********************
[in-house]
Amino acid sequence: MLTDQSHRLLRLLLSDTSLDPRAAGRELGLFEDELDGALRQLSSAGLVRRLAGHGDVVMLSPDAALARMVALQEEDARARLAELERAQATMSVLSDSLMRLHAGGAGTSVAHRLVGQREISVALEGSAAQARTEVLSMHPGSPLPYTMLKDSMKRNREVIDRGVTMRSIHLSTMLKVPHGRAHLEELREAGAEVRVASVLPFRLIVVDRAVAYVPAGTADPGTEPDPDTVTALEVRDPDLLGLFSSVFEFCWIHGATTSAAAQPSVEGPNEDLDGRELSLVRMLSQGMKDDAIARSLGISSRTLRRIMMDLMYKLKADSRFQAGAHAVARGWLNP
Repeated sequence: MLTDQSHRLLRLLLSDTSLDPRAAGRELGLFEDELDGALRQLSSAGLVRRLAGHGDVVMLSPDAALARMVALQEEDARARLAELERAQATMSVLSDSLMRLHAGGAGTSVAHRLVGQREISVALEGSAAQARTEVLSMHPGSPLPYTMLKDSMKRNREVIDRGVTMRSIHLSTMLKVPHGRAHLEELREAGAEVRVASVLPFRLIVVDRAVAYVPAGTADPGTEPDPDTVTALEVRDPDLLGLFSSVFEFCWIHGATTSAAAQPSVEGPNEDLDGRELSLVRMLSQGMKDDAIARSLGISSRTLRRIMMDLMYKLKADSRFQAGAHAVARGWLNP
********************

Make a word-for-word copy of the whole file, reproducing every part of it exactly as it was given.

[in-house]
Amino acid sequence: MLTDQSHRLLRLLLSDTSLDPRAAGRELGLFEDELDGALRQLSSAGLVRRLAGHGDVVMLSPDAALARMVALQEEDARARLAELERAQATMSVLSDSLMRLHAGGAGTSVAHRLVGQREISVALEGSAAQARTEVLSMHPGSPLPYTMLKDSMKRNREVIDRGVTMRSIHLSTMLKVPHGRAHLEELREAGAEVRVASVLPFRLIVVDRAVAYVPAGTADPGTEPDPDTVTALEVRDPDLLGLFSSVFEFCWIHGATTSAAAQPSVEGPNEDLDGRELSLVRMLSQGMKDDAIARSLGISSRTLRRIMMDLMYKLKADSRFQAGAHAVARGWLNP
Repeated sequence: MLTDQSHRLLRLLLSDTSLDPRAAGRELGLFEDELDGALRQLSSAGLVRRLAGHGDVVMLSPDAALARMVALQEEDARARLAELERAQATMSVLSDSLMRLHAGGAGTSVAHRLVGQREISVALEGSAAQARTEVLSMHPGSPLPYTMLKDSMKRNREVIDRGVTMRSIHLSTMLKVPHGRAHLEELREAGAEVRVASVLPFRLIVVDRAVAYVPAGTADPGTEPDPDTVTALEVRDPDLLGLFSSVFEFCWIHGATTSAAAQPSVEGPNEDLDGRELSLVRMLSQGMKDDAIARSLGISSRTLRRIMMDLMYKLKADSRFQAGAHAVARGWLNP